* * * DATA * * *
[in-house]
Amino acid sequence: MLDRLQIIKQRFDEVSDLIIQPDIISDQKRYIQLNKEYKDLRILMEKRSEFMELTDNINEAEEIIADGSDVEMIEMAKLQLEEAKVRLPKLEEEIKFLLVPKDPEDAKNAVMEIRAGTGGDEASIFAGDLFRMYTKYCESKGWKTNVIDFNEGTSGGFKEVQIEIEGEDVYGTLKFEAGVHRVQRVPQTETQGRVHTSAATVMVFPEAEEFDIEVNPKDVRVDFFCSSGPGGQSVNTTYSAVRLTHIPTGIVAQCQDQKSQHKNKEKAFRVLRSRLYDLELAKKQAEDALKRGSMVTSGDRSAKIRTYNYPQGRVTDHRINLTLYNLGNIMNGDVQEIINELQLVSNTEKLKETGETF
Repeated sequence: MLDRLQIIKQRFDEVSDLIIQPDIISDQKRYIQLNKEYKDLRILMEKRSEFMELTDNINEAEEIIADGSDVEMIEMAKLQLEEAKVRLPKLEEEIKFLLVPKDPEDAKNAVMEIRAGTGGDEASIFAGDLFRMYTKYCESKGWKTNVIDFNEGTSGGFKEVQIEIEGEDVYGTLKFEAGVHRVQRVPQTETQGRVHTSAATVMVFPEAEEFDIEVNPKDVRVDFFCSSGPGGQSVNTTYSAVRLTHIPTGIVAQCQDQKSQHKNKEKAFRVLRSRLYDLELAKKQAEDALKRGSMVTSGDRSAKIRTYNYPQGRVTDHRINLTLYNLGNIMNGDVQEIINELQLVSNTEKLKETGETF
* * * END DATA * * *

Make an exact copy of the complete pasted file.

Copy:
[in-house]
Amino acid sequence: MLDRLQIIKQRFDEVSDLIIQPDIISDQKRYIQLNKEYKDLRILMEKRSEFMELTDNINEAEEIIADGSDVEMIEMAKLQLEEAKVRLPKLEEEIKFLLVPKDPEDAKNAVMEIRAGTGGDEASIFAGDLFRMYTKYCESKGWKTNVIDFNEGTSGGFKEVQIEIEGEDVYGTLKFEAGVHRVQRVPQTETQGRVHTSAATVMVFPEAEEFDIEVNPKDVRVDFFCSSGPGGQSVNTTYSAVRLTHIPTGIVAQCQDQKSQHKNKEKAFRVLRSRLYDLELAKKQAEDALKRGSMVTSGDRSAKIRTYNYPQGRVTDHRINLTLYNLGNIMNGDVQEIINELQLVSNTEKLKETGETF
Repeated sequence: MLDRLQIIKQRFDEVSDLIIQPDIISDQKRYIQLNKEYKDLRILMEKRSEFMELTDNINEAEEIIADGSDVEMIEMAKLQLEEAKVRLPKLEEEIKFLLVPKDPEDAKNAVMEIRAGTGGDEASIFAGDLFRMYTKYCESKGWKTNVIDFNEGTSGGFKEVQIEIEGEDVYGTLKFEAGVHRVQRVPQTETQGRVHTSAATVMVFPEAEEFDIEVNPKDVRVDFFCSSGPGGQSVNTTYSAVRLTHIPTGIVAQCQDQKSQHKNKEKAFRVLRSRLYDLELAKKQAEDALKRGSMVTSGDRSAKIRTYNYPQGRVTDHRINLTLYNLGNIMNGDVQEIINELQLVSNTEKLKETGETF